2. Precursors:


2.1 Three philosophical precursors: (controversies that preceded and pre-occupied the Enlightenment):


Francis Bacon (1561 – 1626) had distinguished between faith and reason – faith means trusting the source of a belief, reason means working it out for oneself. Some things (Bacon argued) we cannot work out for ourselves and so need faith e.g. existence of God.

Bacon laid down a set of procedures for what we now call scientific method. He was an empiricist: observation and experiment are used to identify basic facts, from which scientific laws can be deduced.


Rene Descartes (1596 – 1650) distinguished between knowledge gained from reason and that gained from the senses. This is connected with his best-known idea: that there is only one thing I can be completely certain of (our senses can deceive us, the real world may be an illusion, other people may not exist…) and that is my thinking self. Hence: cogito ergo sum.


As a result of this way of understanding the world, Descartes and his followers were more interested in reason than in experiment (they were rationalists rather than empiricists – cf. also Hobbes below). Moreover, certainty can only be had by working something out oneself – not with others. His cogito also separated mind from matter, which posed the problem: how do the two interact to get knowledge? Descartes believed in some innate ideas e.g. God, maths, logic and some metaphysical concepts such as identity or substance. (O’Hara p 56)


Thomas Hobbes (1588 – 1679) He said that to build up a theory of politics we must first identify – largely by introspection – a number of basic propositions. From these we then build up more complex statements.

The method, he argued, is much the same as that used in geometry: another instance of how thinkers as we approach the Enlightenment are influenced by maths and science rather than by traditional authorities. Hobbes was a “rationalist”, not an empiricist (cf Bacon above).


Hobbes went so far as to argue that all our feelings and thoughts can be accounted for in terms of movement of some body/bodies (physical entities - an early form of “materialism”).


He used this view of human beings as the basis of his political theory: every individual is driven by the desire to have what they want; this leads to competition between individuals; this competition needs to be regulated by a powerful monarch or small group of rulers.


2.2 Others who contributed to the growth of science:


Robert Hooke: Philip Ball, in: Curiosity: How science became interested in everything – Bodley Head – shows there wasn’t one kind of science in the 17th century, Newton’s maths was good for planetary motion but was no good for chemistry biology or geology. It was also inadequate in study of the very small. Royal Society believed science = measurement, but Robert Hooke thought some things too fuzzy to be precisely measured. The book also shows how much opposition science had to endure – and how all knowledge up til then had been arrived at by practical, skilled craftsmen and the like. Some resisted examining things that were difficult to see/study because God must have meant us not to study them! (Peter Forbes review Guardian 09.06.12).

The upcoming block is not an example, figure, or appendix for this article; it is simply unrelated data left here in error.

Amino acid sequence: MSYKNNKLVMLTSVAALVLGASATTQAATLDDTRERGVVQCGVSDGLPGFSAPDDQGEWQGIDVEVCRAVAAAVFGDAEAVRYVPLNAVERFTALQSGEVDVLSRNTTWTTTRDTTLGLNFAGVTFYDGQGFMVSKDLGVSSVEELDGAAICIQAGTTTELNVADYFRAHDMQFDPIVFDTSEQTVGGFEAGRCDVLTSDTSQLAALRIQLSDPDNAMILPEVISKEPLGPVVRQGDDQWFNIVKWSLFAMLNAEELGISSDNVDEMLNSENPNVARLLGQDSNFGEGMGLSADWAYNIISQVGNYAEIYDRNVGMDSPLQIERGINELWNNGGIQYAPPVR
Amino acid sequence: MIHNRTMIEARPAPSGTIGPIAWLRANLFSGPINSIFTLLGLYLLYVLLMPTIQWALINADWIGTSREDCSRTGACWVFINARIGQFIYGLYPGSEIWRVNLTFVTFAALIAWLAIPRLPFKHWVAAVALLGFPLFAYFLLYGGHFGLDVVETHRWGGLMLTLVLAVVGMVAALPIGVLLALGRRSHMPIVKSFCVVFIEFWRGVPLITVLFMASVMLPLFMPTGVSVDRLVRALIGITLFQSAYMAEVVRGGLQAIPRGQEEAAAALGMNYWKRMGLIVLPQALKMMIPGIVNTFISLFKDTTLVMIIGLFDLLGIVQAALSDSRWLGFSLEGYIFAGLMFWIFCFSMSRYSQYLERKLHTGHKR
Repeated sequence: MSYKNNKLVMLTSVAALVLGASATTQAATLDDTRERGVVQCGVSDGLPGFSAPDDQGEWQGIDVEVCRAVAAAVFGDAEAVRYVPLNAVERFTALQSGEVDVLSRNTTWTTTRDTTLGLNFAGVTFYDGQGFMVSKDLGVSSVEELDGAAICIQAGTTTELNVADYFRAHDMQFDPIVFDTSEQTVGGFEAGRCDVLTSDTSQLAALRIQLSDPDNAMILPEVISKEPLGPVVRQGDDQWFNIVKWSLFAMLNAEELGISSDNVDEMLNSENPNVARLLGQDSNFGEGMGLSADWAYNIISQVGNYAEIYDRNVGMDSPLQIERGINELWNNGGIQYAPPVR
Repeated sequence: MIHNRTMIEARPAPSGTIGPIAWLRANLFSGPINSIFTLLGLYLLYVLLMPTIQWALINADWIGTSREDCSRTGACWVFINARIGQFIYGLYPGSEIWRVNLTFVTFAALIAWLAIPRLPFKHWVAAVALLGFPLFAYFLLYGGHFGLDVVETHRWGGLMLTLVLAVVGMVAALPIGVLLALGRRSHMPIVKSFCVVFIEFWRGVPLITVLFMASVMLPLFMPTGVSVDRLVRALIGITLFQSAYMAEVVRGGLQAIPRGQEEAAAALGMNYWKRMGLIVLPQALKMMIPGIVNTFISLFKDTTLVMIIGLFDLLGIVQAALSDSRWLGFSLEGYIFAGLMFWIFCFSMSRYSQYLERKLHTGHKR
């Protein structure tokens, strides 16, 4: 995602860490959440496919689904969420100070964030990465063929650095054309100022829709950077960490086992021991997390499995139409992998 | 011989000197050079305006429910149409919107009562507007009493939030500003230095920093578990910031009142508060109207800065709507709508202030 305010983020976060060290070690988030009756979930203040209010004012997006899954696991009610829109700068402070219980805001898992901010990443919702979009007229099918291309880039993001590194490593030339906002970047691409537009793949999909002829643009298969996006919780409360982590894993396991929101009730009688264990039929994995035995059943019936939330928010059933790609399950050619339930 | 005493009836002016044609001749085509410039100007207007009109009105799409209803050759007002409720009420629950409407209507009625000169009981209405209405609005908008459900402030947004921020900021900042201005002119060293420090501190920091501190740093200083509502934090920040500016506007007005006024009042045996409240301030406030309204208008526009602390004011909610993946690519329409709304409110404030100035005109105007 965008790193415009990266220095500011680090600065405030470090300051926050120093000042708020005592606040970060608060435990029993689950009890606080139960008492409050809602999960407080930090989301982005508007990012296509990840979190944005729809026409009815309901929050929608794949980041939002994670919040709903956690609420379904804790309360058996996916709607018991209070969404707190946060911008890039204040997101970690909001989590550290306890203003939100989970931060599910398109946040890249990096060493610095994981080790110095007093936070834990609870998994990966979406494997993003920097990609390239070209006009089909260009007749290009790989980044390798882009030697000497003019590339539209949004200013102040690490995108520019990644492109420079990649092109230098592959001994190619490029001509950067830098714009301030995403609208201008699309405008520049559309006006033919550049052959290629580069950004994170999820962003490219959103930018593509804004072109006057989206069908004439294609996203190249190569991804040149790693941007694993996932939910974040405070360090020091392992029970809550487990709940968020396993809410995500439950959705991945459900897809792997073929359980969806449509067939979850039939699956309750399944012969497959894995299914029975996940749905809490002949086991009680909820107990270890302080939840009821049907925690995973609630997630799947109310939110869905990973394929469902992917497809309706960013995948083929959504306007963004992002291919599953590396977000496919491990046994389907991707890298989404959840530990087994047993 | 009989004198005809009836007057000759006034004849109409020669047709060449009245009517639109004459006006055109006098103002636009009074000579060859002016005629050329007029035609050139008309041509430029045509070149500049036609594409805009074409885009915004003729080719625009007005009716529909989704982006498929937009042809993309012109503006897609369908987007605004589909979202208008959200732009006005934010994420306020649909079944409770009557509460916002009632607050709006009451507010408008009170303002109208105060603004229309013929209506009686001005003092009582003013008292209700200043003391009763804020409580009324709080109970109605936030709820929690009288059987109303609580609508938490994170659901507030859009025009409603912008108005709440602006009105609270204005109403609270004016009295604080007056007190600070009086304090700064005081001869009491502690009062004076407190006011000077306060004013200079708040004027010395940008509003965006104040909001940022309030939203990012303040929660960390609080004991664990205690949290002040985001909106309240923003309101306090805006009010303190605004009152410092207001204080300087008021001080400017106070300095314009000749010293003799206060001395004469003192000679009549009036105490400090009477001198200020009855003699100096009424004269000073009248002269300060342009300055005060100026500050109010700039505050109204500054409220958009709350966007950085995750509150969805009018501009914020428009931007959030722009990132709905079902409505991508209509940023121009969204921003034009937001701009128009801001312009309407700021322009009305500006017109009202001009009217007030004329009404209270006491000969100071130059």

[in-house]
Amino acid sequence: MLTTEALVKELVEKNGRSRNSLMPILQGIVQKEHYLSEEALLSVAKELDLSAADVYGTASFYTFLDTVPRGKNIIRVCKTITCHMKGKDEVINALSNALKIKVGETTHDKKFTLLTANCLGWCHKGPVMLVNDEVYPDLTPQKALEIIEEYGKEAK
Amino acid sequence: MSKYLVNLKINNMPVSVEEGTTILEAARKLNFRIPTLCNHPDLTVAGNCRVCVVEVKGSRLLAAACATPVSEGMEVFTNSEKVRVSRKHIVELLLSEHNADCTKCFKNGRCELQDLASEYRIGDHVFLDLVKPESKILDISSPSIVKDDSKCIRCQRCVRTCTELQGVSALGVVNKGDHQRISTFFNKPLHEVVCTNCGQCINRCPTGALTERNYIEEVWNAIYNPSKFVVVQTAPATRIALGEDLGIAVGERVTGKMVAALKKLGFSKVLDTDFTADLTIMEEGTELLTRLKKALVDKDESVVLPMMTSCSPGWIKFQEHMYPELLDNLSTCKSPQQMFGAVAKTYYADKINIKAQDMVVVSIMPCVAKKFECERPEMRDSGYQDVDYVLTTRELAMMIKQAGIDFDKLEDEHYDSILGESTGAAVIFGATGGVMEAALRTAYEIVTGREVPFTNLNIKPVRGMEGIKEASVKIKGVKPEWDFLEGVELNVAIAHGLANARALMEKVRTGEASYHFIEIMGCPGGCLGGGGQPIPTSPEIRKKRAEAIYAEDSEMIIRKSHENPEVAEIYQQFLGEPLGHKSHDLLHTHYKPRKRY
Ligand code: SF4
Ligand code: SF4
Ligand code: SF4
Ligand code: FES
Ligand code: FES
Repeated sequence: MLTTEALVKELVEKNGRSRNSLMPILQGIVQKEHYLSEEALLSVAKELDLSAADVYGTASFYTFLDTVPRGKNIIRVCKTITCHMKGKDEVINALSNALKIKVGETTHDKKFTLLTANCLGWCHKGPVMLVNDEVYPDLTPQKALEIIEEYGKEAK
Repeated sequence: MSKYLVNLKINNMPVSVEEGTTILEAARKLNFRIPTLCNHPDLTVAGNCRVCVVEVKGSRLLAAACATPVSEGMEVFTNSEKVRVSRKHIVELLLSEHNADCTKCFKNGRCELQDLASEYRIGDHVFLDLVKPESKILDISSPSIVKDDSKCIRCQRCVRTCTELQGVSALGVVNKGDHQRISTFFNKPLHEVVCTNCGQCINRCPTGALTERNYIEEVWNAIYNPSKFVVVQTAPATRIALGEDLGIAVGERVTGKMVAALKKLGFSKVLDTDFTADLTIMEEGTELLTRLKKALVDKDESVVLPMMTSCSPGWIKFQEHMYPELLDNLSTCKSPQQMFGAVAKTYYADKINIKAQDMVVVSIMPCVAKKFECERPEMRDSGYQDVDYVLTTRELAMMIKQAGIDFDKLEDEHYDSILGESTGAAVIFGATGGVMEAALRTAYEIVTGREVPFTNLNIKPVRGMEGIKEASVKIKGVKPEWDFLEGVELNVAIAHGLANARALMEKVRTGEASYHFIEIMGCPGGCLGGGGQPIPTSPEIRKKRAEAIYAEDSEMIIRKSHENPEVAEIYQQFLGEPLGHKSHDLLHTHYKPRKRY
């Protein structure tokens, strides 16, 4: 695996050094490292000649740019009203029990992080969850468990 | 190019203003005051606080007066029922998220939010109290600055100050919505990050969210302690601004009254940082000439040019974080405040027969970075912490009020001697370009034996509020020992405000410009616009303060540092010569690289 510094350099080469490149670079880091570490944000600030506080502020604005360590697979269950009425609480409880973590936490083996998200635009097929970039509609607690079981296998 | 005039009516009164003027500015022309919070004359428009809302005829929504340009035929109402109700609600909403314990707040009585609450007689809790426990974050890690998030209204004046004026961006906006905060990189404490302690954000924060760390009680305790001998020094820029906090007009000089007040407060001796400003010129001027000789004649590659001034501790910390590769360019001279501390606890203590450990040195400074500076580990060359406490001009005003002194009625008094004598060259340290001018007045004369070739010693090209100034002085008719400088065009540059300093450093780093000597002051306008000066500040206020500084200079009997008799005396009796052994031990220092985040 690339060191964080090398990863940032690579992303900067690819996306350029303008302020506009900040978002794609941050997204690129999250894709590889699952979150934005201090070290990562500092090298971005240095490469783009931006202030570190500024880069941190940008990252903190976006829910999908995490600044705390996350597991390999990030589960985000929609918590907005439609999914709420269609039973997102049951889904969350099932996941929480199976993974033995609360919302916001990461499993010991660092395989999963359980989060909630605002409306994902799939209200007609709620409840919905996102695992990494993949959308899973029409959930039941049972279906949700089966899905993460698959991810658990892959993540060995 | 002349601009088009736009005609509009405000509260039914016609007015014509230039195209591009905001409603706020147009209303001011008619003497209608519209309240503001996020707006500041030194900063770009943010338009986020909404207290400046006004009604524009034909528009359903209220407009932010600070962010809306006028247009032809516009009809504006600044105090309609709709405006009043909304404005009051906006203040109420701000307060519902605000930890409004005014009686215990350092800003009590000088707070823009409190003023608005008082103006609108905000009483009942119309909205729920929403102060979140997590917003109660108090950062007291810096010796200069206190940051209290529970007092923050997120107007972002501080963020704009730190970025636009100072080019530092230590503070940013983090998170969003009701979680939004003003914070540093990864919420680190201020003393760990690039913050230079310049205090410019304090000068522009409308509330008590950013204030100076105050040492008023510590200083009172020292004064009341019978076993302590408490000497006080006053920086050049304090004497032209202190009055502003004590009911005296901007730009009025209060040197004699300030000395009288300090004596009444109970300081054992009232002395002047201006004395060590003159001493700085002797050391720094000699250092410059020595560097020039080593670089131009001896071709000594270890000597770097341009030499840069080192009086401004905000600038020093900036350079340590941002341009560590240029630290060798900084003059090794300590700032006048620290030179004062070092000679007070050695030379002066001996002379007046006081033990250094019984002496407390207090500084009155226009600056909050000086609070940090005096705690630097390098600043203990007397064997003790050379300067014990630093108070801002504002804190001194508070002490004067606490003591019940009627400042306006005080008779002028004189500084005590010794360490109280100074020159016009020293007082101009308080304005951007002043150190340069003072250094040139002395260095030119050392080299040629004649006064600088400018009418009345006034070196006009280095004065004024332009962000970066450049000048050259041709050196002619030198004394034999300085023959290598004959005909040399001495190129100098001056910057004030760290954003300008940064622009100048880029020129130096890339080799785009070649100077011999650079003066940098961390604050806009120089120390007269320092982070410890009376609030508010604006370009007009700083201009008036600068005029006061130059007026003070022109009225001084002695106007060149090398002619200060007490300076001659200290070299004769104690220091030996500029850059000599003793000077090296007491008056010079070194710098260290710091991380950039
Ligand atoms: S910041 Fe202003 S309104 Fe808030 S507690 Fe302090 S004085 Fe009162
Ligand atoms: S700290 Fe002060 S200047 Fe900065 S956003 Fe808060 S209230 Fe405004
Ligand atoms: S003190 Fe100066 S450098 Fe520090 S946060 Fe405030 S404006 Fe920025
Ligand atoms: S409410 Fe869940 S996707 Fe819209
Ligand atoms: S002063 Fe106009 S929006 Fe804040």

William Harvey: Thomas Wright, in: Circulation: William Harvey’s Revolutionary Idea, Chatto. 1628: De Motu Cordis. Saw the heart as a powerful and robust pump, and this influenced Descartes and the neoteric or mechanistic philosophers – though Harvey rejected their world-view (“did call the Neoterics shitt-breeches”!). Note that the discoveries were mainly made by dissecting live animals without anaesthetic...


Johannes Kepler: 1609 A New Astronomy stated two laws: all planets move in ellipses with the sun as a focus; a planet moves along its orbit in such a manner that it sweeps out equal areas in equal times. 1619: The Harmony of the World: planets emit musical sounds... also third law: the squares of the time taken for planets to orbit are proportional to the cubes of their distances from the sun. This led to Newton – Mathematical Principles of natural Philosophy 1687 – Newton linked the three laws into one law of gravity: two bodies attract each other with a force that is proportional to their mass and inversely proportional to the square of the distance between them.


3. Enlightenment epistemology:


3.1 Locke.

Both Bacon and Descartes paved the way for another philosopher, who is an important precursor to the Enlightenment: John Locke (1632 – 1704).

For Locke reason enables us to distinguish true from false, and to remove ignorance – he was (in his Essay Concerning Human Understanding 1687) opposed to the existence of innate ideas, and saw the mind as a blank sheet - tabula rasa - on which experience imprints knowledge. He tried to overcome the problem of Cartesian dualism by arguing that all ideas come from experience. Locke’s approach is empiricism (knowledge comes from experience and observation). This, says O’Hara (p 58), is not a flawless philosophy, but it ‘proved fruitful’.


But, as noted above, there is still a problem: if all we have are sensations, in our minds, how do we know about their connection with the outside world? Couldn’t they all be illusions?